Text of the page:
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Jesus Christ

People's Dictionary of the Bible

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Jesus Christ. The name of the Saviour, signifying his work and authority; Jesus (the Greek form of the Hebrew Joshua) means Jehovah saves, or Saviour, Matthew 1:21. Christ (the Greek translation of the Hebrew Messiah) means anointed. Jesus was his common, name during his life on earth) generally used in the gospels. Christ is his official name, frequently used alone or with Jesus in the epistles. Jesus occurs in the Bible 711 times; Christ 304 times; Jesus Christ, Lord Jesus Christ, and Christ Jesus (anointed Saviour), 244 times, and Messiah 4 times. He has many other titles and names in Scripture, as "Immanuel," Matthew 1:23; "Son of God," John 1:34; "Son of man," John 8:28; "Son of David," etc., Mark 10:47-48; in all, upwards of 100 titles, indicating his character, life, and work.

The predictions concerning Christ were many—about 150 or more—and were made at various periods of Old Testament history. He was to be born in Bethlehem, a small village, Micah 5:2; he was to be a king with a universal and perpetual empire, Psalms 2:6; Psalms 45:2-7; Psalms 72:1-20; Isaiah 9:6-7; yet would be despised and rejected. Isaiah 53:1-12. He was to open the eyes of the blind and the ears of the deaf, Isaiah 35:5-6, and yet to be betrayed, sold and slain and his grave appointed with the wicked. Yet his sufferings should make many righteous. Isaiah 11:1-9; Isaiah 60:1-11. He was to do the work of a prophet, Isaiah 42:1-7; of a priest, Psalms 110:4; Zechariah 6:13; and of a king. Daniel 7:14. These predictions, and many others of like nature, were all fulfilled in Jesus the Son of Mary.

He is the centre of all Jewish and Christian history; the "Holy of Holies" in the history of the world. There is space here for the briefest outline only of his human life, Ms mysterious person, and his work.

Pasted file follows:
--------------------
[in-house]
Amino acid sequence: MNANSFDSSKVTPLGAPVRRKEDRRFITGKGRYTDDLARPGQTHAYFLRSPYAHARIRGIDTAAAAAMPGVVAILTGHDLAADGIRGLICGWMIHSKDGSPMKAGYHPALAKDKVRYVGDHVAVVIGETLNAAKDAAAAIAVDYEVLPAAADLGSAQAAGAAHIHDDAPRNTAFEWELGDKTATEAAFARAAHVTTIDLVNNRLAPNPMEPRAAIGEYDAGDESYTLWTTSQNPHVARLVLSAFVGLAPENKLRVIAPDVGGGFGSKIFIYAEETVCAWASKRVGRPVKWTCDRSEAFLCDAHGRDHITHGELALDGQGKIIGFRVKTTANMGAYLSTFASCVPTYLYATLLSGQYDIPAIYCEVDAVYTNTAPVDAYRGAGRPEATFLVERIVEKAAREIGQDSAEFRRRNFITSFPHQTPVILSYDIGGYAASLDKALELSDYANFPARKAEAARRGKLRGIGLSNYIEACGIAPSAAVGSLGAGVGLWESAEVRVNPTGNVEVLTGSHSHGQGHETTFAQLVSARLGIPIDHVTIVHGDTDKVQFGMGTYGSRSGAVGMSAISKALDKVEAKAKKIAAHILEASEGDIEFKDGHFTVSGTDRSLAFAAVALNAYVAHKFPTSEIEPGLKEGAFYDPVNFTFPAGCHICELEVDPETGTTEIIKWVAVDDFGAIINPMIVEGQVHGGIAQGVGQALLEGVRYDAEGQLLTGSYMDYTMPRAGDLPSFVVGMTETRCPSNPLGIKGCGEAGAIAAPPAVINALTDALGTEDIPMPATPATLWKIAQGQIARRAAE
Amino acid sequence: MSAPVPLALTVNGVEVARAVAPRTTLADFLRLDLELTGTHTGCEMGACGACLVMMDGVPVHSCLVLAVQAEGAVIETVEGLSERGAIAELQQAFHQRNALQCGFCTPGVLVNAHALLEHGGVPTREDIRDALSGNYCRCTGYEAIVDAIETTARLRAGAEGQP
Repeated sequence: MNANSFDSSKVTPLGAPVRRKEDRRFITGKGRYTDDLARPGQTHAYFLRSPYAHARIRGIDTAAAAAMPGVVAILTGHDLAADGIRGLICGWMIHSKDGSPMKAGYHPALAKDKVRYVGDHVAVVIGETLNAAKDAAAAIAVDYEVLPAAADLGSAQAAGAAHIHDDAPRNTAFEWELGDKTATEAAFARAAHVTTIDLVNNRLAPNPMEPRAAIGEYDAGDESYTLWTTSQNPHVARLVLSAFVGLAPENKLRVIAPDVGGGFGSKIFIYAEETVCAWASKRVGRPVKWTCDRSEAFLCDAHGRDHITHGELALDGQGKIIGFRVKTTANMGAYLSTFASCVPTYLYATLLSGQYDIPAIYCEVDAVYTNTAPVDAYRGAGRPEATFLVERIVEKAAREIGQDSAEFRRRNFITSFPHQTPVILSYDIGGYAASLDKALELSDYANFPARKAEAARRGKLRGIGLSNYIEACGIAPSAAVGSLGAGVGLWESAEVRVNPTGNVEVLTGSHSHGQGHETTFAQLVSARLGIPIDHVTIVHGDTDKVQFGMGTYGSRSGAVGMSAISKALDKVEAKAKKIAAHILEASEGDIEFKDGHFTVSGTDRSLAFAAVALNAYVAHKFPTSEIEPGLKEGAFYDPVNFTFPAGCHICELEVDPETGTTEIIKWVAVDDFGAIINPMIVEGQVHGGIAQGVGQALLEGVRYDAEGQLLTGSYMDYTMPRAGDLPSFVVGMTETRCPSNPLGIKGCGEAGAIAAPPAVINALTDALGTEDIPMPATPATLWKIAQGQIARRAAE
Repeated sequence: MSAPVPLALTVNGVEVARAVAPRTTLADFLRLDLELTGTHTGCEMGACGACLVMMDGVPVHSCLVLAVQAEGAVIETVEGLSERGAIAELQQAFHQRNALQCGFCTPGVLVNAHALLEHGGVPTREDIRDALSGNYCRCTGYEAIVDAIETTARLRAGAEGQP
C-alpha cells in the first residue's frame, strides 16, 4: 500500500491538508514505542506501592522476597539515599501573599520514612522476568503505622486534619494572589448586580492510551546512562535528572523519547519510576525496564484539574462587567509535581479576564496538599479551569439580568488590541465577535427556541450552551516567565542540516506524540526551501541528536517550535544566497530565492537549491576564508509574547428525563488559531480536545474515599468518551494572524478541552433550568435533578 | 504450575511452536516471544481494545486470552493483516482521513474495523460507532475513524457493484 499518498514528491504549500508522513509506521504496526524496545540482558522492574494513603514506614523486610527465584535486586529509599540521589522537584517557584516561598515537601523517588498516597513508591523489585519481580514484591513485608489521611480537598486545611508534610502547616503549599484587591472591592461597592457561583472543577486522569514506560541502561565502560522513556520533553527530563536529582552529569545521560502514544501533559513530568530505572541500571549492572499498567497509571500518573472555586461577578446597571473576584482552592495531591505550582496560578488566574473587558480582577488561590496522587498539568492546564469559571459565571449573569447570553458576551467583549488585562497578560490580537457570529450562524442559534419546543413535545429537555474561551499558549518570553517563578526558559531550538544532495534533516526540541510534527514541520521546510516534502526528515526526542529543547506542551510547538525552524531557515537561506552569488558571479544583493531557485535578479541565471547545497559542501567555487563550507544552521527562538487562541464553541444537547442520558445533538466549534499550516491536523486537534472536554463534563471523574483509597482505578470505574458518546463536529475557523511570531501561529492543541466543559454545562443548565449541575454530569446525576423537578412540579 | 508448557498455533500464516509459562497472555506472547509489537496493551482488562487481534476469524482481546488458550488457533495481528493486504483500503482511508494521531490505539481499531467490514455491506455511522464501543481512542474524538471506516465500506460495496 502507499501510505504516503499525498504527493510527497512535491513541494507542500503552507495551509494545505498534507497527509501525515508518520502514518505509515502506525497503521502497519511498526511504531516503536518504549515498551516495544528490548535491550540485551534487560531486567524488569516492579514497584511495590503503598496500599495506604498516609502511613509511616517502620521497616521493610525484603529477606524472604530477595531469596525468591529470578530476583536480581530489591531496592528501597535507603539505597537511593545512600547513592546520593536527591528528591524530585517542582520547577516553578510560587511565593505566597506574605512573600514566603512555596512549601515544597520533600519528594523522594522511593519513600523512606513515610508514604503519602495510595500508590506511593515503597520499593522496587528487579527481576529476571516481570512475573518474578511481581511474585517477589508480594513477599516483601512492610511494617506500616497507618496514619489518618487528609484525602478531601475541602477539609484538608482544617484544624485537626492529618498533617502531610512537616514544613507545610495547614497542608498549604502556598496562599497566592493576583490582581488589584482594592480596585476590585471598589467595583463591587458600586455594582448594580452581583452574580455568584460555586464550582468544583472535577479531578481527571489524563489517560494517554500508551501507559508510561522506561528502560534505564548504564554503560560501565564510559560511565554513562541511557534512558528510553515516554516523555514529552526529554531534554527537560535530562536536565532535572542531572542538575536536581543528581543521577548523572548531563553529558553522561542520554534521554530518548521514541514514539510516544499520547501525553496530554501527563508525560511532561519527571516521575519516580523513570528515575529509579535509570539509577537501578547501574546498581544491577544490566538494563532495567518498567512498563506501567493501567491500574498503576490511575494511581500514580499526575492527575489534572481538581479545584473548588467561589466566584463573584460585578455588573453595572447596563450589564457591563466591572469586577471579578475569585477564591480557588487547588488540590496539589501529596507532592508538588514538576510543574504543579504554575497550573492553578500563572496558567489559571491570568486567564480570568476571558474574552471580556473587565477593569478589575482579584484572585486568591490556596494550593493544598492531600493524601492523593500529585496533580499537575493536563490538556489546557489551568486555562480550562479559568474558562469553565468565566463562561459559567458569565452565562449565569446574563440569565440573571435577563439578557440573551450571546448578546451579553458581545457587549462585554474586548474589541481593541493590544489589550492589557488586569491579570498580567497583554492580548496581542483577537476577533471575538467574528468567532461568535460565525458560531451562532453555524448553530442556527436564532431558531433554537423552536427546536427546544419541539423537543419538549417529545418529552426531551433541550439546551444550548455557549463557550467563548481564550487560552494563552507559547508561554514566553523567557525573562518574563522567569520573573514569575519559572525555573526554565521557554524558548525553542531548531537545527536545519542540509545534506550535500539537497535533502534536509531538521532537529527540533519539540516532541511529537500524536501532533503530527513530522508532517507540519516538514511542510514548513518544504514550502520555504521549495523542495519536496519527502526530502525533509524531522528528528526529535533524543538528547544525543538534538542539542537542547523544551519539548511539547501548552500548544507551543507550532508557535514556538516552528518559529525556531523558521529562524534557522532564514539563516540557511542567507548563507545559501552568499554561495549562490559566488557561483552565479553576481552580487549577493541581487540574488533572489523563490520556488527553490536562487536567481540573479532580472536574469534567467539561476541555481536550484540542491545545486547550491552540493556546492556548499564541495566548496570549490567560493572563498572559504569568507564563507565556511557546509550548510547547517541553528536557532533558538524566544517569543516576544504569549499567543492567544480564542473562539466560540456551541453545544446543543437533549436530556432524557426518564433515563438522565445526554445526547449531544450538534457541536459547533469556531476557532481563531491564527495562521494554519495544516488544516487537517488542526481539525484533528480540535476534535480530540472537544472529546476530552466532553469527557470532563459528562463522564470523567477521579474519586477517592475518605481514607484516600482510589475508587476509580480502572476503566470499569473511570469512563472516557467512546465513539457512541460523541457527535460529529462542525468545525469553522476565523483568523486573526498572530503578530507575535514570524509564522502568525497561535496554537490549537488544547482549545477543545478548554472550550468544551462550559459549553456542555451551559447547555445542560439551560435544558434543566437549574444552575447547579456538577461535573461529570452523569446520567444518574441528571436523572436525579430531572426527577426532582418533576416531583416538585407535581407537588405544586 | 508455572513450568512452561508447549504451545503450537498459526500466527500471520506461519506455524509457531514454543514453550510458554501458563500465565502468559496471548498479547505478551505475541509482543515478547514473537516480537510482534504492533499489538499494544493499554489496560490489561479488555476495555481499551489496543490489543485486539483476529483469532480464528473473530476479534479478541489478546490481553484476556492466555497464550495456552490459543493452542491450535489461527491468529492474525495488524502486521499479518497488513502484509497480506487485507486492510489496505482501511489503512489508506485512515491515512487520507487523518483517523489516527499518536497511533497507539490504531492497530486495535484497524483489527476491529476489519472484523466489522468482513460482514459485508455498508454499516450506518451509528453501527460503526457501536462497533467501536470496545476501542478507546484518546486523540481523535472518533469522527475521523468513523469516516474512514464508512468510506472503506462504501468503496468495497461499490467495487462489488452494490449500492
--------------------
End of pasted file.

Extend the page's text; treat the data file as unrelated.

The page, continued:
His Life.—While Augustus was emperor of Rome, and Herod the Great king in Jerusalem, Jesus was born four years before 1 a.d., the Christian era having been fixed by Dionysius Exiguus of the sixth century, four years too late. Mary, a virgin, betrothed to Joseph of Nazareth, gave birth to Jesus at Bethlehem according to Micah's prophecy. Micah 5:2. Angels celebrated it with songs, and wise men from the East brought precious gifts to the new-born babe. To escape Herod's threats, the child Jesus was taken to Egypt, but later settled with his parents at Nazareth. Only one event of his childhood is known—a visit when 12 years old to Jerusalem, when he astonished the doctors by his words and questions. He was trained as other Jewish lads of his station. At three the boy was weaned, and wore for the first time the fringed or tasselled garment prescribed by Numbers 15:38-41 and Deuteronomy 22:12. His education began at first under the mother's care. At five he was to learn the law, at first by extracts written on scrolls of the more important passages, the Shemà or creed of Deuteronomy 2:4; the Hallel or festival psalms, Psalms 114:1-8; Psalms 118:1-29; Psalms 136:1-26, and by catechetical teaching in school. At 12 he became more directly responsible for Ms obedience to the law; and on the day when he attained the age of 13, put on for the first time the phylacteries which were worn at the recital of his daily prayer. In addition to this, Jesus learned the carpenter's trade of Joseph.